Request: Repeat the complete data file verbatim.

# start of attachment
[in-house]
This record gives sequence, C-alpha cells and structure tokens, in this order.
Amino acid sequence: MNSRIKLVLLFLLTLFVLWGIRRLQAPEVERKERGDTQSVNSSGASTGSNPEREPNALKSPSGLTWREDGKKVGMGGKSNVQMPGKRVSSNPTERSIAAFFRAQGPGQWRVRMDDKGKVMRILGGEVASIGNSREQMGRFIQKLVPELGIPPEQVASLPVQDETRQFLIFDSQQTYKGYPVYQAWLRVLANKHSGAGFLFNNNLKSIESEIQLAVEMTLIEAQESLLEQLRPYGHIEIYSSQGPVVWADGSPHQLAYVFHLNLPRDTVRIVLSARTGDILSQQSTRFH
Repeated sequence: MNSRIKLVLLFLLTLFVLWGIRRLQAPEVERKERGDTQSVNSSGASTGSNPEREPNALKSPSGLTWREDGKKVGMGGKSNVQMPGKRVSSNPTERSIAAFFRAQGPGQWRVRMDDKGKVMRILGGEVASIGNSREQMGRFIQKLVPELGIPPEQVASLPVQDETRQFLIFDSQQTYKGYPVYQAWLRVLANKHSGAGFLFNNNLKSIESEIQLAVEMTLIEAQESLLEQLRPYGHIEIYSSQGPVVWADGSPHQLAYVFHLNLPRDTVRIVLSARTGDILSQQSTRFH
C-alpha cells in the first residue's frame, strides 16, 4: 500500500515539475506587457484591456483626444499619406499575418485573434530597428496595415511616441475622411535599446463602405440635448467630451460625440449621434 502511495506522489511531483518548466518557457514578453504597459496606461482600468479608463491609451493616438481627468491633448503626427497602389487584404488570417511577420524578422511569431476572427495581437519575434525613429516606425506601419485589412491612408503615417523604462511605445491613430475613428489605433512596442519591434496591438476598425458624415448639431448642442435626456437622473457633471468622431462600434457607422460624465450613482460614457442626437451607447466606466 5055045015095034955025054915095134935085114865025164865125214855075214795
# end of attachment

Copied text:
[in-house]
This record gives sequence, C-alpha cells and structure tokens, in this order.
Amino acid sequence: MNSRIKLVLLFLLTLFVLWGIRRLQAPEVERKERGDTQSVNSSGASTGSNPEREPNALKSPSGLTWREDGKKVGMGGKSNVQMPGKRVSSNPTERSIAAFFRAQGPGQWRVRMDDKGKVMRILGGEVASIGNSREQMGRFIQKLVPELGIPPEQVASLPVQDETRQFLIFDSQQTYKGYPVYQAWLRVLANKHSGAGFLFNNNLKSIESEIQLAVEMTLIEAQESLLEQLRPYGHIEIYSSQGPVVWADGSPHQLAYVFHLNLPRDTVRIVLSARTGDILSQQSTRFH
Repeated sequence: MNSRIKLVLLFLLTLFVLWGIRRLQAPEVERKERGDTQSVNSSGASTGSNPEREPNALKSPSGLTWREDGKKVGMGGKSNVQMPGKRVSSNPTERSIAAFFRAQGPGQWRVRMDDKGKVMRILGGEVASIGNSREQMGRFIQKLVPELGIPPEQVASLPVQDETRQFLIFDSQQTYKGYPVYQAWLRVLANKHSGAGFLFNNNLKSIESEIQLAVEMTLIEAQESLLEQLRPYGHIEIYSSQGPVVWADGSPHQLAYVFHLNLPRDTVRIVLSARTGDILSQQSTRFH
C-alpha cells in the first residue's frame, strides 16, 4: 500500500515539475506587457484591456483626444499619406499575418485573434530597428496595415511616441475622411535599446463602405440635448467630451460625440449621434 502511495506522489511531483518548466518557457514578453504597459496606461482600468479608463491609451493616438481627468491633448503626427497602389487584404488570417511577420524578422511569431476572427495581437519575434525613429516606425506601419485589412491612408503615417523604462511605445491613430475613428489605433512596442519591434496591438476598425458624415448639431448642442435626456437622473457633471468622431462600434457607422460624465450613482460614457442626437451607447466606466 5055045015095034955025054915095134935085114865025164865125214855075214795